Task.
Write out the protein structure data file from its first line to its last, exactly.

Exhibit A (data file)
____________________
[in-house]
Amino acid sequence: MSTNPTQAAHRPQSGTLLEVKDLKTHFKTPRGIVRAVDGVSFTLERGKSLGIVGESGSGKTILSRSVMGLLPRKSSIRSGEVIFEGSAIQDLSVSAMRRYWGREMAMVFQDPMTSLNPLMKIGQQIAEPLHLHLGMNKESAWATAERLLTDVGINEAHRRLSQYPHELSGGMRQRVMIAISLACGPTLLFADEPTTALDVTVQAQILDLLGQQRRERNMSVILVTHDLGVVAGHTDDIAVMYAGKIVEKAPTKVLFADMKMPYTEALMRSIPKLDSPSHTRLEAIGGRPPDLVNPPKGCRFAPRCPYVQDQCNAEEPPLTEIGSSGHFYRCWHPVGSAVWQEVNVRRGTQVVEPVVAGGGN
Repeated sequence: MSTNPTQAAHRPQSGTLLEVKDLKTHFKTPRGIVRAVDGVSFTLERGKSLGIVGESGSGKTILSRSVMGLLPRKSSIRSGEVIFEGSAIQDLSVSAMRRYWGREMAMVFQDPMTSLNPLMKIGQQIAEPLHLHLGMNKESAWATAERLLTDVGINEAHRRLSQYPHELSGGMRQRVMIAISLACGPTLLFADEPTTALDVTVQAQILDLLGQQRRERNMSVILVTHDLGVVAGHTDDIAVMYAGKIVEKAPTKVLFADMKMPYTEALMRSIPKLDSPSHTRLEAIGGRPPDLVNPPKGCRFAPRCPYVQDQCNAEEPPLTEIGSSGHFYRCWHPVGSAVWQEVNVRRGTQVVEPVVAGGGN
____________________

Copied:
[in-house]
Amino acid sequence: MSTNPTQAAHRPQSGTLLEVKDLKTHFKTPRGIVRAVDGVSFTLERGKSLGIVGESGSGKTILSRSVMGLLPRKSSIRSGEVIFEGSAIQDLSVSAMRRYWGREMAMVFQDPMTSLNPLMKIGQQIAEPLHLHLGMNKESAWATAERLLTDVGINEAHRRLSQYPHELSGGMRQRVMIAISLACGPTLLFADEPTTALDVTVQAQILDLLGQQRRERNMSVILVTHDLGVVAGHTDDIAVMYAGKIVEKAPTKVLFADMKMPYTEALMRSIPKLDSPSHTRLEAIGGRPPDLVNPPKGCRFAPRCPYVQDQCNAEEPPLTEIGSSGHFYRCWHPVGSAVWQEVNVRRGTQVVEPVVAGGGN
Repeated sequence: MSTNPTQAAHRPQSGTLLEVKDLKTHFKTPRGIVRAVDGVSFTLERGKSLGIVGESGSGKTILSRSVMGLLPRKSSIRSGEVIFEGSAIQDLSVSAMRRYWGREMAMVFQDPMTSLNPLMKIGQQIAEPLHLHLGMNKESAWATAERLLTDVGINEAHRRLSQYPHELSGGMRQRVMIAISLACGPTLLFADEPTTALDVTVQAQILDLLGQQRRERNMSVILVTHDLGVVAGHTDDIAVMYAGKIVEKAPTKVLFADMKMPYTEALMRSIPKLDSPSHTRLEAIGGRPPDLVNPPKGCRFAPRCPYVQDQCNAEEPPLTEIGSSGHFYRCWHPVGSAVWQEVNVRRGTQVVEPVVAGGGN